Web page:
Parties look at excluding Senate from choosing PM
text size

Parties look at excluding Senate from choosing PM

Political parties want the Senate excluded from joining in a prime minister vote if they can rustle up more than 250 MPs to form a coalition government, according to a forum conducted on Monday.

The event on Thailand's future after the next election expected on Feb 24 next year was attended by representatives of the Pheu Thai, Democrat, Chartthaipattana and New Palang Dharma parties.

Democrat deputy leader Jurin Laksanavisit told the forum that after the poll, parties which can muster majority support in the Lower House to form a coalition government must allowed to govern.

There will be 500 elected MPs and 250 senators, 50 of whom are elected in a cross-professional and social group vote. The rest of the senators are appointed by the National Council for Peace and Order with several seats reserved for armed forces leaders. The charter stipulates the Senate can step in and join MPs in voting for an outsider to become prime minister.

This raises concerns among politicians that with 250 senators to back it, a pro-regime party could easily gain enough parliamentary support to have a prime minister of its choice and form a government even though it and its coalition partners may not have a majority in the House of Representatives.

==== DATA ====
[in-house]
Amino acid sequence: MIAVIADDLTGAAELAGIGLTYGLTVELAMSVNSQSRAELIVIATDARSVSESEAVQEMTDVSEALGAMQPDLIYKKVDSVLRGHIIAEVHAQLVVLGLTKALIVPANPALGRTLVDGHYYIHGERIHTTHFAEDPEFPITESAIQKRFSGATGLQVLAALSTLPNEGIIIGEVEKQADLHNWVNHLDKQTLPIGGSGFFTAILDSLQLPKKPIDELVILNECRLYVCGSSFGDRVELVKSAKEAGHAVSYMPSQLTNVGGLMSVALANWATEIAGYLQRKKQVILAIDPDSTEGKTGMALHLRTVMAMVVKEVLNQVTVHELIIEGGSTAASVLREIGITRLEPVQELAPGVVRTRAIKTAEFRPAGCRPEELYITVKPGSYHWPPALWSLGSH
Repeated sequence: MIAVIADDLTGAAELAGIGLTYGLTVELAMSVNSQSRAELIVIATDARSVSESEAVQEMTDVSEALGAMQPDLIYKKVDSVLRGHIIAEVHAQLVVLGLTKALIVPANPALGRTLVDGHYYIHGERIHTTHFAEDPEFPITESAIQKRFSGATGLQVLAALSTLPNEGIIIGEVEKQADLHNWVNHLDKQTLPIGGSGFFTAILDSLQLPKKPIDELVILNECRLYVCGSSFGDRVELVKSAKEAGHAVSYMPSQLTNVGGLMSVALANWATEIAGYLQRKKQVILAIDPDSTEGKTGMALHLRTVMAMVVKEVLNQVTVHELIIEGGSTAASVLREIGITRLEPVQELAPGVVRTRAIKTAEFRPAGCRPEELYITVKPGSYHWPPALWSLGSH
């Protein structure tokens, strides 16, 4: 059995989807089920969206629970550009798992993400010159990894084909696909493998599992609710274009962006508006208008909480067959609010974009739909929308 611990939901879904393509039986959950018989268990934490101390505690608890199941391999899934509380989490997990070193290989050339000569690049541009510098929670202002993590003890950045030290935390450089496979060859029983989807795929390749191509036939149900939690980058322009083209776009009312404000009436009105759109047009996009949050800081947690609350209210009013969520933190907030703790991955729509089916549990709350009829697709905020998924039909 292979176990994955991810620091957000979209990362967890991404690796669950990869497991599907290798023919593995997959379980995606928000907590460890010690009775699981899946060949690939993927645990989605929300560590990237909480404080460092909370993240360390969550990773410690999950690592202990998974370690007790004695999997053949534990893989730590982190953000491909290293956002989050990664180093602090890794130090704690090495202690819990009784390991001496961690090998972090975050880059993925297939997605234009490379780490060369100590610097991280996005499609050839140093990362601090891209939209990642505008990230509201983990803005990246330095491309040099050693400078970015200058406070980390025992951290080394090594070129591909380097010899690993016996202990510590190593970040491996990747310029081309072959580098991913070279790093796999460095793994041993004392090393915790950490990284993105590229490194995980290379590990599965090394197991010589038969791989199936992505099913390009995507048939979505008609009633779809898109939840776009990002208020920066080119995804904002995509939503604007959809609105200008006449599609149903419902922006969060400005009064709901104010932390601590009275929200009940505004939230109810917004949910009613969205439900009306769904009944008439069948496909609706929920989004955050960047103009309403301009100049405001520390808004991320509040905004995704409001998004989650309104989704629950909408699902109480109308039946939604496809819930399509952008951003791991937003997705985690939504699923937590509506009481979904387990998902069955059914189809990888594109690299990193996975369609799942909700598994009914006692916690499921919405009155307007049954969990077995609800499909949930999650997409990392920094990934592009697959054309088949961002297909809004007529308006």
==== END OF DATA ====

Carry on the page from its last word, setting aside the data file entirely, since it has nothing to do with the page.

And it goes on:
Pheu Thai's Chaturon Chaisang said he agreed in principle with Mr Jurin that the biggest party should have the first opportunity to form a coalition government without Senate intervention.

It was up to political parties to decide whether to come together and forge a coalition with a parliamentary majority to stave off the need for the Senate to vote.

New Phalang Dharma member Rawee Matchamadol said if parties can pool together more than 250 MPs, they should be able to rightfully claim the mandate to form a government. In that case, the Senate should stay out of the frame.

Siripong Angkasakulkiat, of Chartthaipattana, said his party would refuse to vote alongside the Senate for an outsider prime minister. Jatuporn Prompan said parties should cooperate to form a government without the need for Senate help to find a prime minister.

Do you like the content of this article?